John Bermel, both coach and player, proves a standout multi-tasker

John Bermel
Montana Pritchard/The PGA of America
John Bermel is head coach of the University of Northern Iowa's men's and women's golf teams and is serving his 18th season as PGA head professional at Pheasant Ridge Golf Course in Cedar Falls.
Bob Denney
The PGA of America

Series: PGA

Published: Friday, October 11, 2013 | 7:07 p.m.

Of the 264 PGA Professionals awaiting the restart this April of the 25th Southworth Senior PGA Professional National Championship, John Bermel is well-schooled on adapting to delays and fickle weather.

You can almost hear John Fogerty’s lyrics cascading from “Center Field.”


To return to our complete coverage of the 2013 Southworth Senior PNC, click here.

“Put me in Coach, I’m ready to play.”

Dealing with adversity in an event, scheduling hassles and a player’s needs are nothing new to Coach Bermel of Cedar Falls, Iowa, who is making his second start in the Championship.

Bermel, 51, is the head coach of the University of Northern Iowa’s Division I men’s and women’s golf teams, along with serving his 19th season as PGA head professional at Pheasant Ridge Golf Course in Cedar Falls.

This is Bermel’s 19th year as UNI men’s coach, and he has guided the school’s women’s team the past 12 seasons. In 2002, his Panthers’ men’s squad was runner-up in the Missouri Valley Conference, while his 2012 women’s team finished third in the MVC. 

I’ve got a great support group, but especially at home with my wife, Tracy,” said Bermel. “To do what I have done, you have to have that.”

A native of Keota, Iowa, Bermel was age 11 when he began helping his father deliver milk door to door at 5:00 a.m. He rushed to finish so that he could join a neighbor to get in an early round on the golf course.

“My neighbor encouraged me to join him for golf and I really started to get into the game,” said Bermel. “I’ve been playing the game ever since.”

Bermel went on to earn All-American honors at the NCAA Division III level at Central College in Pella, Iowa, and turned professional in 1986. Elected to PGA membership in 1989, Bermel spent the next quarter century becoming one of the most respected members of the Iowa PGA Section. He excelled as a player, coach, educator and inspiration to junior golfers.

Remember that touching 2009 PGA of America public service announcement, “Love Story,” narrated by Academy Award-winner Michael Douglas? Bermel has a spot in that PSA, helping a youngster with his swing.

Do you recall a golf training aid advertorial, “the BenderStik,” that occasionally runs nationwide? The ad promotes a product guaranteed to help you pattern your golf swing. Bermel designed it, and it was developed and marketed by 2009 PGA Teacher of the Year Mike Bender, a longtime friend of Bermel, a native Iowan and someone who coaches former Masters Champion Zach Johnson.

"Like any new idea, it takes a while to get going,” said Bermel. “It has been a lot of fun, a big help to students everywhere.”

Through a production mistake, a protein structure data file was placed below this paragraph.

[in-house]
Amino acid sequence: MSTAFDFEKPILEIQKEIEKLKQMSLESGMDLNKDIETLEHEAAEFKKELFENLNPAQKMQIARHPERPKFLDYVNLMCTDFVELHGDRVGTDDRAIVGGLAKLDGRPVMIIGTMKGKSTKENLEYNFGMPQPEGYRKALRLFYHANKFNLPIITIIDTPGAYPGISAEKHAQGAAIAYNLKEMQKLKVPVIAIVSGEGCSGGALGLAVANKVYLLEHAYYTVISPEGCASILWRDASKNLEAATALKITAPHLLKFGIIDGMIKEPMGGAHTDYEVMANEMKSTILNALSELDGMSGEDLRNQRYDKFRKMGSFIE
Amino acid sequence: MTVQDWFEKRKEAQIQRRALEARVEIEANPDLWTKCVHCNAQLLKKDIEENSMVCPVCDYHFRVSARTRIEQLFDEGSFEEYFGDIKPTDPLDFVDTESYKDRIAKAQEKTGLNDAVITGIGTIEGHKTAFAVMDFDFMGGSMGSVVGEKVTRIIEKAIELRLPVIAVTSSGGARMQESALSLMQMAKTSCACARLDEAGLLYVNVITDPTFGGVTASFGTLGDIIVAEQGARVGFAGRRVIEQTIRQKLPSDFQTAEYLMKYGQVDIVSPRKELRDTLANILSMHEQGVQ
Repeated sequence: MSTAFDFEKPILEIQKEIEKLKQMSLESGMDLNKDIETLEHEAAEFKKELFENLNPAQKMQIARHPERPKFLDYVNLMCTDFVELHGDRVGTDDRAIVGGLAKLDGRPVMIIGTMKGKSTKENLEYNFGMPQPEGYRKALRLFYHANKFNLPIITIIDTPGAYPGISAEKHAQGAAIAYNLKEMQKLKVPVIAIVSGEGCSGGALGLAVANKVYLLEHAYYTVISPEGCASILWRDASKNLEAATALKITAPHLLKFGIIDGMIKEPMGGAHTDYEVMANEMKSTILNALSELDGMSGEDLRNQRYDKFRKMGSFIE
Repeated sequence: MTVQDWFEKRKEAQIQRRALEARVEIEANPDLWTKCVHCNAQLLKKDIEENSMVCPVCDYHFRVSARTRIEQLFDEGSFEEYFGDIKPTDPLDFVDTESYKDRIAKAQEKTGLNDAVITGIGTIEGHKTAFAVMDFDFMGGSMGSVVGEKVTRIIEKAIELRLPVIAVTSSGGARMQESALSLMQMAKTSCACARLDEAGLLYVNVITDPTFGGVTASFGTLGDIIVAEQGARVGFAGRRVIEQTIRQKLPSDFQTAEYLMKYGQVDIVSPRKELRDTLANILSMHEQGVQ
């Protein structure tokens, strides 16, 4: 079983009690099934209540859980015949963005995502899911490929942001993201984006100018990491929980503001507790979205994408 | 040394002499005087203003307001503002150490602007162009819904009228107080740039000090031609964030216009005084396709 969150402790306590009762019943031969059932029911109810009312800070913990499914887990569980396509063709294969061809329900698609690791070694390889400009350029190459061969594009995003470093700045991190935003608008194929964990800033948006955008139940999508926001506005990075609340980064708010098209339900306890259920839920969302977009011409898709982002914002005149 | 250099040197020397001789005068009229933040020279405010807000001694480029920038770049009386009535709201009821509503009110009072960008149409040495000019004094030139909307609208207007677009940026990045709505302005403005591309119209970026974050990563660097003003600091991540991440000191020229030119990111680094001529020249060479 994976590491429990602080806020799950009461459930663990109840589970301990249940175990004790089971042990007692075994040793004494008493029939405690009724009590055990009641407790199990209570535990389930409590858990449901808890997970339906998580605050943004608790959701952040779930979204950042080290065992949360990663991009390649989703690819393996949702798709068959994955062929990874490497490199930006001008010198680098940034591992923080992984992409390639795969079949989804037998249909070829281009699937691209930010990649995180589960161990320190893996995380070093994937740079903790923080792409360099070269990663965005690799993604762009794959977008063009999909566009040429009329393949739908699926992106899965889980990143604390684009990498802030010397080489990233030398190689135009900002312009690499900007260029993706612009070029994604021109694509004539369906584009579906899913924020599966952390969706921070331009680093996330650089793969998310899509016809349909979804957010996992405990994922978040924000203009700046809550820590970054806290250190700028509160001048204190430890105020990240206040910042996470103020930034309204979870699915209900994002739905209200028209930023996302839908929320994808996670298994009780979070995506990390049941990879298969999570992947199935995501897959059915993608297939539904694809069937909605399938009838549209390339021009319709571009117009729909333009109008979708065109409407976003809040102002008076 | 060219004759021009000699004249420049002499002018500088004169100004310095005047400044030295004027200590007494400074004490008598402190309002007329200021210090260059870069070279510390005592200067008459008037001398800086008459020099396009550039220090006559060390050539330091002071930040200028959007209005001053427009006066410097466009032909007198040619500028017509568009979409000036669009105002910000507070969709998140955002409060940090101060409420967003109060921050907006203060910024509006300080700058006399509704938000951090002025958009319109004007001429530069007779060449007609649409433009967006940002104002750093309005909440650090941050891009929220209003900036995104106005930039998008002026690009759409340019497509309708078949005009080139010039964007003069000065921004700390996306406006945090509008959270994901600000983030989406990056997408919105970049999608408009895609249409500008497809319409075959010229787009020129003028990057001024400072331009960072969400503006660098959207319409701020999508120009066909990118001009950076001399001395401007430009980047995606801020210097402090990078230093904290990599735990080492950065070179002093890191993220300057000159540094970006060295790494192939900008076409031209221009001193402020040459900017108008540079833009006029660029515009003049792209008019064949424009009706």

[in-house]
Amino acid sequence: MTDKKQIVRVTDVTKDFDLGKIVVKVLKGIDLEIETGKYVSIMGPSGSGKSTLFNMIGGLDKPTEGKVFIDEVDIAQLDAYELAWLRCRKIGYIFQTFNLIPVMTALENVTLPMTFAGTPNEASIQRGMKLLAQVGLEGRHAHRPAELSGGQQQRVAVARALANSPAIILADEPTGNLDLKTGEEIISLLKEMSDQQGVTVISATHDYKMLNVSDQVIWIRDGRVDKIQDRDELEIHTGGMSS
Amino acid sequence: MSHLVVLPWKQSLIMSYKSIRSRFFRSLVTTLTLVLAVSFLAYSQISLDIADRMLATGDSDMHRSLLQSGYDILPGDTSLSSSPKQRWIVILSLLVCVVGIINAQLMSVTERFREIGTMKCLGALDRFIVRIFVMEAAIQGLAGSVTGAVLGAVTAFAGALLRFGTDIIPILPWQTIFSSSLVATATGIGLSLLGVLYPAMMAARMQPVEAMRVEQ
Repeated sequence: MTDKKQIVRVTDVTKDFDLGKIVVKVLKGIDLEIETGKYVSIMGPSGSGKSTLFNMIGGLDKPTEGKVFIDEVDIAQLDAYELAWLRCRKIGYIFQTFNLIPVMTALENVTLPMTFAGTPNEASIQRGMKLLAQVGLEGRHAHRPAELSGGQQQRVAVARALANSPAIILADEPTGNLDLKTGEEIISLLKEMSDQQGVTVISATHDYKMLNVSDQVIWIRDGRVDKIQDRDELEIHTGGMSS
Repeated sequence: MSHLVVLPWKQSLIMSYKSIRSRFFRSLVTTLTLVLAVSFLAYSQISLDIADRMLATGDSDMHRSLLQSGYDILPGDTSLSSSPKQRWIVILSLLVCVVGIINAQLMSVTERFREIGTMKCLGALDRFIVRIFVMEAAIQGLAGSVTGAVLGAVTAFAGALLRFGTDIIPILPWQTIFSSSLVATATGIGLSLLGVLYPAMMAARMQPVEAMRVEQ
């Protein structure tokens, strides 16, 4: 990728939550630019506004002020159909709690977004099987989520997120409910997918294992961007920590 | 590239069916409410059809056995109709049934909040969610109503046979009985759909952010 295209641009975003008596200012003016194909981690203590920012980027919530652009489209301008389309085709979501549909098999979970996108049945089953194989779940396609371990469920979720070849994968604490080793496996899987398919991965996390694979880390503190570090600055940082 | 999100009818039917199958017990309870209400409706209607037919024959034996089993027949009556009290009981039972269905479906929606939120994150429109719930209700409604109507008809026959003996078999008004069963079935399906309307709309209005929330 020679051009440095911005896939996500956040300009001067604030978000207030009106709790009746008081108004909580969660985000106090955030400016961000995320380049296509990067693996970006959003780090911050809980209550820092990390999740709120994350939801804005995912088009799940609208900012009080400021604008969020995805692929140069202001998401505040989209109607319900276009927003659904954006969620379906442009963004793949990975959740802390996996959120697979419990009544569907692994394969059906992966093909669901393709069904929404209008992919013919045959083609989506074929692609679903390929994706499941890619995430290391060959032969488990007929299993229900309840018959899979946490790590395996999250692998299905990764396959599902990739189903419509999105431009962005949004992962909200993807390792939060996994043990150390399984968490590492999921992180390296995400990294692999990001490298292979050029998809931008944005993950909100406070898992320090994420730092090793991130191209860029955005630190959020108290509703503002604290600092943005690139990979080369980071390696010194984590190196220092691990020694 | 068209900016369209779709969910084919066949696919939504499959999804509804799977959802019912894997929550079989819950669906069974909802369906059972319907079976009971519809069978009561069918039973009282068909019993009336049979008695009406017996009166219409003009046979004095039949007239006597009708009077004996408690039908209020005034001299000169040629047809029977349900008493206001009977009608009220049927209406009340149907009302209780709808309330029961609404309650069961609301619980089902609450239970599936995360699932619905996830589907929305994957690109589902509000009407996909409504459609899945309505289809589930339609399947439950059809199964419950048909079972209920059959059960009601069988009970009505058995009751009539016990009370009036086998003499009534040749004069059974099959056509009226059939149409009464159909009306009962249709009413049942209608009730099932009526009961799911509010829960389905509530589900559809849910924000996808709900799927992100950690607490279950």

Bermel proves annually that he practices what he preaches to his UNI teams. The guy can play.

He is a four-time Iowa PGA Section Champion; was the 1999 Iowa PGA Junior Golf Leader, the 2000 Iowa PGA Teacher of the Year; competed in 15 PGA Professional National Championships since 1991; two PGA Championships (1994 and ’96) and last year qualified for his first U.S. Senior Open.

He has made 13 holes-in-one, with one ace coming in 1996 in the PGA Professional National Championship. He closed his final round birdie-hole-in-one-birdie to just make the cut to a playoff. From there, Bermel earned one of 20 berths in the first PGA Championship to be contested at Valhalla Golf Club in Louisville. “You can’t forget something like that,” said Bermel. “Yes, I have never made it easy.”

The Iowa PGA Section named him the 2012 Iowa Golf Professional of the Year, the 2013 Horton Smith Award recipient for contributions to PGA education; and was the national recipient of the 2011 Labron Harris Sr. Award, presented the college or high school coach and PGA Professional whose support of the game through teaching, coaching and involvement in the community has helped ensure the continued growth of golf.

Through it all, Bermel remains the humble person who smiles on days when sunshine is a distant memory. He is someone you would like to recruit your son or daughter to a college team.

“If I had to point to one thing that I might change before I got along in coaching it would be to push harder for more assistant coaches,” said Bermel. “The state of collegiate golf has improved so much in the past decade. It is like a mini-tour. It is unbelievable how good the kids are now.

“All you have to do is look at Jordan Spieth, who would have been among a long list of hopefuls years ago, but because of his training, his opportunities to play, he was in position this year to win the FedexCup. As for the women’s division, it used to be that someone who shot rounds of 75, 84 and 78 would have been playing No. 1 for us. Those days are gone.”

Bermel and the rest of the field have had a rare chance to reload in their preparations for the Championship that should have been decided last fall. Meanwhile, Bermel is never completely at rest, keeping his recruiting contacts updated.

“You are always recruiting,” said Bermel with a laugh. “That’s something you always have with you.”